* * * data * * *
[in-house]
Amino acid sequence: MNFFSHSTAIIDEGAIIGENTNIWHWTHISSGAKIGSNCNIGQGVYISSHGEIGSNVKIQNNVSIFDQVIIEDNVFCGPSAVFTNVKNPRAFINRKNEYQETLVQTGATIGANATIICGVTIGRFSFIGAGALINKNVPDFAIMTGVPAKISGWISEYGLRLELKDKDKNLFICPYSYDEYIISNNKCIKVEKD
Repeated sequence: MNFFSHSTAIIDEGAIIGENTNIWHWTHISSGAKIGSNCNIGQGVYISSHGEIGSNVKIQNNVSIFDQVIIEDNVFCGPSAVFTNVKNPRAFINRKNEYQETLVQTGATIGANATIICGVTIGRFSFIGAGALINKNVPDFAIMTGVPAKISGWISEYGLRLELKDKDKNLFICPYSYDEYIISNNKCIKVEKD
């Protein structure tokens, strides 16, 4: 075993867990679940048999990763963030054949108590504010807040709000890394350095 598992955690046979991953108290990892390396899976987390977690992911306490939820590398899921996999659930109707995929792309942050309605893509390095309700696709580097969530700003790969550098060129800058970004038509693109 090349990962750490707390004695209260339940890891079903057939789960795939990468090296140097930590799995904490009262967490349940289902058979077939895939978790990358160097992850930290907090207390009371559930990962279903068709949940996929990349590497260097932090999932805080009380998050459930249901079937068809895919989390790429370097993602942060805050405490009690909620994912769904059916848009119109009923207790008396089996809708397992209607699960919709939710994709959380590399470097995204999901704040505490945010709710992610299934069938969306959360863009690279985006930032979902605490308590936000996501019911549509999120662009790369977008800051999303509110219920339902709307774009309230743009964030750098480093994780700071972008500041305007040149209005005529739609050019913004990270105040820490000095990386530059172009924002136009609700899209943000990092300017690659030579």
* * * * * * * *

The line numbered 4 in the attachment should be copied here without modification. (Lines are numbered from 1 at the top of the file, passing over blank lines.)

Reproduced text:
């Protein structure tokens, strides 16, 4: 075993867990679940048999990763963030054949108590504010807040709000890394350095 598992955690046979991953108290990892390396899976987390977690992911306490939820590398899921996999659930109707995929792309942050309605893509390095309700696709580097969530700003790969550098060129800058970004038509693109 090349990962750490707390004695209260339940890891079903057939789960795939990468090296140097930590799995904490009262967490349940289902058979077939895939978790990358160097992850930290907090207390009371559930990962279903068709949940996929990349590497260097932090999932805080009380998050459930249901079937068809895919989390790429370097993602942060805050405490009690909620994912769904059916848009119109009923207790008396089996809708397992209607699960919709939710994709959380590399470097995204999901704040505490945010709710992610299934069938969306959360863009690279985006930032979902605490308590936000996501019911549509999120662009790369977008800051999303509110219920339902709307774009309230743009964030750098480093994780700071972008500041305007040149209005005529739609050019913004990270105040820490000095990386530059172009924002136009609700899209943000990092300017690659030579």